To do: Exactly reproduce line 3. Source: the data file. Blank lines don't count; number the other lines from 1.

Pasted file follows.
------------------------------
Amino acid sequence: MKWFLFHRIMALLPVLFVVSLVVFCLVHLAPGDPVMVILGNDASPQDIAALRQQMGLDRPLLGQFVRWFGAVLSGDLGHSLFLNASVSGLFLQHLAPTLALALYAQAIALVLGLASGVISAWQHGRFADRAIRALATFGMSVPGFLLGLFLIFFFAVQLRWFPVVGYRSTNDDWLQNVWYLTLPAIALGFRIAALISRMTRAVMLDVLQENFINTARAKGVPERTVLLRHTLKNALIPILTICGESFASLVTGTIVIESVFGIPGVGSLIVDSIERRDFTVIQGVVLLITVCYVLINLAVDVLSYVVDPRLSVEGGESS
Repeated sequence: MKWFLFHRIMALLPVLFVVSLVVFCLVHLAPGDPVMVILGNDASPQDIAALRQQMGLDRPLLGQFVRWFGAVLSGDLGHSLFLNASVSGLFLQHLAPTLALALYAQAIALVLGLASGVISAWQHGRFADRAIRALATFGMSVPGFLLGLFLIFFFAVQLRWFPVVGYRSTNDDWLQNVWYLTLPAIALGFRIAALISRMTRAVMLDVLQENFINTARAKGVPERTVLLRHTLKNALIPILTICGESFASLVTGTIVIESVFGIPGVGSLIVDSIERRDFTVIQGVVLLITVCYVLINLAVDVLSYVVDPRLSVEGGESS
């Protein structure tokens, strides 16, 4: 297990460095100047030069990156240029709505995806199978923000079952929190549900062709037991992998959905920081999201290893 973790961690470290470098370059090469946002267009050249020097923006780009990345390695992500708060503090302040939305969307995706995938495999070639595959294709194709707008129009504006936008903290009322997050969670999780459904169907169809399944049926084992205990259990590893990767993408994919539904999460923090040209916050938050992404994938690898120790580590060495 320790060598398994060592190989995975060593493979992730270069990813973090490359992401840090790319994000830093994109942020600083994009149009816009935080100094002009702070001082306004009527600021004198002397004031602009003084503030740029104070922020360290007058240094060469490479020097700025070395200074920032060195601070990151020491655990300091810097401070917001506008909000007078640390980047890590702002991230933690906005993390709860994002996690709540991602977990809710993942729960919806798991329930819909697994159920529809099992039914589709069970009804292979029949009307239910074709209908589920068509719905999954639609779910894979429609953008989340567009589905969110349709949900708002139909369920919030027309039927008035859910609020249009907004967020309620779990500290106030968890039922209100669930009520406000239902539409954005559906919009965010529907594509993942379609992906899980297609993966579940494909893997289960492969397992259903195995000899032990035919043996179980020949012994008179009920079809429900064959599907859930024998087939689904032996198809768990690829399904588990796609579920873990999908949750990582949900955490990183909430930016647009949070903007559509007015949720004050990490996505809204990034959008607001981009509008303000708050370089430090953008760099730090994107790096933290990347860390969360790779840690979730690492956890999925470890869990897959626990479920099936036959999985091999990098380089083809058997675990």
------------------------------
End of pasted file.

């Protein structure tokens, strides 16, 4: 297990460095100047030069990156240029709505995806199978923000079952929190549900062709037991992998959905920081999201290893 973790961690470290470098370059090469946002267009050249020097923006780009990345390695992500708060503090302040939305969307995706995938495999070639595959294709194709707008129009504006936008903290009322997050969670999780459904169907169809399944049926084992205990259990590893990767993408994919539904999460923090040209916050938050992404994938690898120790580590060495 320790060598398994060592190989995975060593493979992730270069990813973090490359992401840090790319994000830093994109942020600083994009149009816009935080100094002009702070001082306004009527600021004198002397004031602009003084503030740029104070922020360290007058240094060469490479020097700025070395200074920032060195601070990151020491655990300091810097401070917001506008909000007078640390980047890590702002991230933690906005993390709860994002996690709540991602977990809710993942729960919806798991329930819909697994159920529809099992039914589709069970009804292979029949009307239910074709209908589920068509719905999954639609779910894979429609953008989340567009589905969110349709949900708002139909369920919030027309039927008035859910609020249009907004967020309620779990500290106030968890039922209100669930009520406000239902539409954005559906919009965010529907594509993942379609992906899980297609993966579940494909893997289960492969397992259903195995000899032990035919043996179980020949012994008179009920079809429900064959599907859930024998087939689904032996198809768990690829399904588990796609579920873990999908949750990582949900955490990183909430930016647009949070903007559509007015949720004050990490996505809204990034959008607001981009509008303000708050370089430090953008760099730090994107790096933290990347860390969360790779840690979730690492956890999925470890869990897959626990479920099936036959999985091999990098380089083809058997675990």